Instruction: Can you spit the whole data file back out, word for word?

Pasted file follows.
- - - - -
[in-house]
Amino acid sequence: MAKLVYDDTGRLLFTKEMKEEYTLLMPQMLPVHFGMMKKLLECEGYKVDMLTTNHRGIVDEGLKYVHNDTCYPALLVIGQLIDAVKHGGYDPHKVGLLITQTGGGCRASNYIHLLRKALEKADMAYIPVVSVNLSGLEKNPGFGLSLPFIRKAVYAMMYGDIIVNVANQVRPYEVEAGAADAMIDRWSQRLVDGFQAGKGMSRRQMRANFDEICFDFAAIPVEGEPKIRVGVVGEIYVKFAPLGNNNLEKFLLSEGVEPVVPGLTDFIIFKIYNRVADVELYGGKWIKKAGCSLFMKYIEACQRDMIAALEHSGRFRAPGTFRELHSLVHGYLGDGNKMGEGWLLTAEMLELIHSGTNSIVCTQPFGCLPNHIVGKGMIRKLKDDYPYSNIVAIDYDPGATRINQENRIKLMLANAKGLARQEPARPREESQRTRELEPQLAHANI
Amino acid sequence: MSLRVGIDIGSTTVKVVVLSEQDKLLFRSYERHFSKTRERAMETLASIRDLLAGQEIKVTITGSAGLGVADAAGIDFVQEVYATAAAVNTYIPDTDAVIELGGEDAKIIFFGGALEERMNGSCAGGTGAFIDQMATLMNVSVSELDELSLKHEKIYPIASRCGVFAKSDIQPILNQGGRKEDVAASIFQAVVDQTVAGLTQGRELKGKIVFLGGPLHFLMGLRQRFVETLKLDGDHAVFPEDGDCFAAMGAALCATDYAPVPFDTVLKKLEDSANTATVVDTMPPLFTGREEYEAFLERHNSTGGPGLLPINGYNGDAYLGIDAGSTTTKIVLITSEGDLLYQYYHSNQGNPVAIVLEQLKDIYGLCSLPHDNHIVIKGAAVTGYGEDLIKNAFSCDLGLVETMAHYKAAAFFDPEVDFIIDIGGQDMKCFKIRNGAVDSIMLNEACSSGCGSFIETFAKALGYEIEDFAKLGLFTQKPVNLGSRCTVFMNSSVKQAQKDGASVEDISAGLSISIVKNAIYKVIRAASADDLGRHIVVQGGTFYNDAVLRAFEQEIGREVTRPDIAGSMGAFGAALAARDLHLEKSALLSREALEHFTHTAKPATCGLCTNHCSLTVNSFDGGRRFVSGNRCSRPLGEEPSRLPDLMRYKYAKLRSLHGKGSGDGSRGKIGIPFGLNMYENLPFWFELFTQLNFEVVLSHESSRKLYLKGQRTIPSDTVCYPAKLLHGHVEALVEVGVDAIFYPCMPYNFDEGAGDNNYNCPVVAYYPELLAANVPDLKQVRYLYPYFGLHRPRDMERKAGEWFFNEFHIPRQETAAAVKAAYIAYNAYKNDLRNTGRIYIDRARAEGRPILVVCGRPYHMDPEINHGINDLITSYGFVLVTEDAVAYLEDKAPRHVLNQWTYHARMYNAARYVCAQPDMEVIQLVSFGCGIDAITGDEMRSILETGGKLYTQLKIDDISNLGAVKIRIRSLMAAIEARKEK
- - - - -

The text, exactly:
[in-house]
Amino acid sequence: MAKLVYDDTGRLLFTKEMKEEYTLLMPQMLPVHFGMMKKLLECEGYKVDMLTTNHRGIVDEGLKYVHNDTCYPALLVIGQLIDAVKHGGYDPHKVGLLITQTGGGCRASNYIHLLRKALEKADMAYIPVVSVNLSGLEKNPGFGLSLPFIRKAVYAMMYGDIIVNVANQVRPYEVEAGAADAMIDRWSQRLVDGFQAGKGMSRRQMRANFDEICFDFAAIPVEGEPKIRVGVVGEIYVKFAPLGNNNLEKFLLSEGVEPVVPGLTDFIIFKIYNRVADVELYGGKWIKKAGCSLFMKYIEACQRDMIAALEHSGRFRAPGTFRELHSLVHGYLGDGNKMGEGWLLTAEMLELIHSGTNSIVCTQPFGCLPNHIVGKGMIRKLKDDYPYSNIVAIDYDPGATRINQENRIKLMLANAKGLARQEPARPREESQRTRELEPQLAHANI
Amino acid sequence: MSLRVGIDIGSTTVKVVVLSEQDKLLFRSYERHFSKTRERAMETLASIRDLLAGQEIKVTITGSAGLGVADAAGIDFVQEVYATAAAVNTYIPDTDAVIELGGEDAKIIFFGGALEERMNGSCAGGTGAFIDQMATLMNVSVSELDELSLKHEKIYPIASRCGVFAKSDIQPILNQGGRKEDVAASIFQAVVDQTVAGLTQGRELKGKIVFLGGPLHFLMGLRQRFVETLKLDGDHAVFPEDGDCFAAMGAALCATDYAPVPFDTVLKKLEDSANTATVVDTMPPLFTGREEYEAFLERHNSTGGPGLLPINGYNGDAYLGIDAGSTTTKIVLITSEGDLLYQYYHSNQGNPVAIVLEQLKDIYGLCSLPHDNHIVIKGAAVTGYGEDLIKNAFSCDLGLVETMAHYKAAAFFDPEVDFIIDIGGQDMKCFKIRNGAVDSIMLNEACSSGCGSFIETFAKALGYEIEDFAKLGLFTQKPVNLGSRCTVFMNSSVKQAQKDGASVEDISAGLSISIVKNAIYKVIRAASADDLGRHIVVQGGTFYNDAVLRAFEQEIGREVTRPDIAGSMGAFGAALAARDLHLEKSALLSREALEHFTHTAKPATCGLCTNHCSLTVNSFDGGRRFVSGNRCSRPLGEEPSRLPDLMRYKYAKLRSLHGKGSGDGSRGKIGIPFGLNMYENLPFWFELFTQLNFEVVLSHESSRKLYLKGQRTIPSDTVCYPAKLLHGHVEALVEVGVDAIFYPCMPYNFDEGAGDNNYNCPVVAYYPELLAANVPDLKQVRYLYPYFGLHRPRDMERKAGEWFFNEFHIPRQETAAAVKAAYIAYNAYKNDLRNTGRIYIDRARAEGRPILVVCGRPYHMDPEINHGINDLITSYGFVLVTEDAVAYLEDKAPRHVLNQWTYHARMYNAARYVCAQPDMEVIQLVSFGCGIDAITGDEMRSILETGGKLYTQLKIDDISNLGAVKIRIRSLMAAIEARKEK